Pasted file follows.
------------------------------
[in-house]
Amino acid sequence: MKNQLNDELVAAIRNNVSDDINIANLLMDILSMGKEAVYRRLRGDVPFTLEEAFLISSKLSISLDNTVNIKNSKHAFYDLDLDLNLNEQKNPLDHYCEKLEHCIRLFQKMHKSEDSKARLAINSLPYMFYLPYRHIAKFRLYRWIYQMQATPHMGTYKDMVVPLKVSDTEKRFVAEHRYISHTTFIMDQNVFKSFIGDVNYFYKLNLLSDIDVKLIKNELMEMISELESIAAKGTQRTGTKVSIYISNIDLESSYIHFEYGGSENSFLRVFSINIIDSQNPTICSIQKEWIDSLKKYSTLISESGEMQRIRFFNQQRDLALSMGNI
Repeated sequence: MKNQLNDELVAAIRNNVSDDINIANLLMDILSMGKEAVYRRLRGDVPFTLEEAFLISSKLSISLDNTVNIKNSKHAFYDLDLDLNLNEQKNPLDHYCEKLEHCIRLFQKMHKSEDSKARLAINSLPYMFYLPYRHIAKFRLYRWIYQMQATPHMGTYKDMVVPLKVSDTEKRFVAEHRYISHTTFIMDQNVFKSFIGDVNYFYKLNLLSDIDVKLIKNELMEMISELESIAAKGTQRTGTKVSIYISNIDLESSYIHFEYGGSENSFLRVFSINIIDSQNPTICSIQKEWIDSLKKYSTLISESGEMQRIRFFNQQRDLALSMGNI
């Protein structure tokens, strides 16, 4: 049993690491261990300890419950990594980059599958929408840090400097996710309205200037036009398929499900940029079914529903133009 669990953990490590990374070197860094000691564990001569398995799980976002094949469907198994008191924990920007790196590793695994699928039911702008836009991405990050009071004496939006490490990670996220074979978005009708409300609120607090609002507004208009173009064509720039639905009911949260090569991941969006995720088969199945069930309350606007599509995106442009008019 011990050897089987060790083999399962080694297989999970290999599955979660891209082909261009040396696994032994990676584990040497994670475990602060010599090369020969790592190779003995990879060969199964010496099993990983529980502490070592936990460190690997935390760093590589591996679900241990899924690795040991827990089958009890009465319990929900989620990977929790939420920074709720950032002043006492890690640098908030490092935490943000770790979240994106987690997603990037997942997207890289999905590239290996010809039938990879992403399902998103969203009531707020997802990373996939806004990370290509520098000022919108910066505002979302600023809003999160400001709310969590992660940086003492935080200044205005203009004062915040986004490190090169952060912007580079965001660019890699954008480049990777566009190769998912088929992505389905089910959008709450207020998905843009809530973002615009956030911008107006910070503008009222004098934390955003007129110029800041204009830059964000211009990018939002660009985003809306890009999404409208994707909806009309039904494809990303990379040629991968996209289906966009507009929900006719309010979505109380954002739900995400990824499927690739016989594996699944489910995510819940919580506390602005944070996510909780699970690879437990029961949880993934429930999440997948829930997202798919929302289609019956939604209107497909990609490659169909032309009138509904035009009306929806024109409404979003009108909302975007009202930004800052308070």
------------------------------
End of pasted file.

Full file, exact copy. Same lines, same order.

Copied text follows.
[in-house]
Amino acid sequence: MKNQLNDELVAAIRNNVSDDINIANLLMDILSMGKEAVYRRLRGDVPFTLEEAFLISSKLSISLDNTVNIKNSKHAFYDLDLDLNLNEQKNPLDHYCEKLEHCIRLFQKMHKSEDSKARLAINSLPYMFYLPYRHIAKFRLYRWIYQMQATPHMGTYKDMVVPLKVSDTEKRFVAEHRYISHTTFIMDQNVFKSFIGDVNYFYKLNLLSDIDVKLIKNELMEMISELESIAAKGTQRTGTKVSIYISNIDLESSYIHFEYGGSENSFLRVFSINIIDSQNPTICSIQKEWIDSLKKYSTLISESGEMQRIRFFNQQRDLALSMGNI
Repeated sequence: MKNQLNDELVAAIRNNVSDDINIANLLMDILSMGKEAVYRRLRGDVPFTLEEAFLISSKLSISLDNTVNIKNSKHAFYDLDLDLNLNEQKNPLDHYCEKLEHCIRLFQKMHKSEDSKARLAINSLPYMFYLPYRHIAKFRLYRWIYQMQATPHMGTYKDMVVPLKVSDTEKRFVAEHRYISHTTFIMDQNVFKSFIGDVNYFYKLNLLSDIDVKLIKNELMEMISELESIAAKGTQRTGTKVSIYISNIDLESSYIHFEYGGSENSFLRVFSINIIDSQNPTICSIQKEWIDSLKKYSTLISESGEMQRIRFFNQQRDLALSMGNI
């Protein structure tokens, strides 16, 4: 049993690491261990300890419950990594980059599958929408840090400097996710309205200037036009398929499900940029079914529903133009 669990953990490590990374070197860094000691564990001569398995799980976002094949469907198994008191924990920007790196590793695994699928039911702008836009991405990050009071004496939006490490990670996220074979978005009708409300609120607090609002507004208009173009064509720039639905009911949260090569991941969006995720088969199945069930309350606007599509995106442009008019 011990050897089987060790083999399962080694297989999970290999599955979660891209082909261009040396696994032994990676584990040497994670475990602060010599090369020969790592190779003995990879060969199964010496099993990983529980502490070592936990460190690997935390760093590589591996679900241990899924690795040991827990089958009890009465319990929900989620990977929790939420920074709720950032002043006492890690640098908030490092935490943000770790979240994106987690997603990037997942997207890289999905590239290996010809039938990879992403399902998103969203009531707020997802990373996939806004990370290509520098000022919108910066505002979302600023809003999160400001709310969590992660940086003492935080200044205005203009004062915040986004490190090169952060912007580079965001660019890699954008480049990777566009190769998912088929992505389905089910959008709450207020998905843009809530973002615009956030911008107006910070503008009222004098934390955003007129110029800041204009830059964000211009990018939002660009985003809306890009999404409208994707909806009309039904494809990303990379040629991968996209289906966009507009929900006719309010979505109380954002739900995400990824499927690739016989594996699944489910995510819940919580506390602005944070996510909780699970690879437990029961949880993934429930999440997948829930997202798919929302289609019956939604209107497909990609490659169909032309009138509904035009009306929806024109409404979003009108909302975007009202930004800052308070």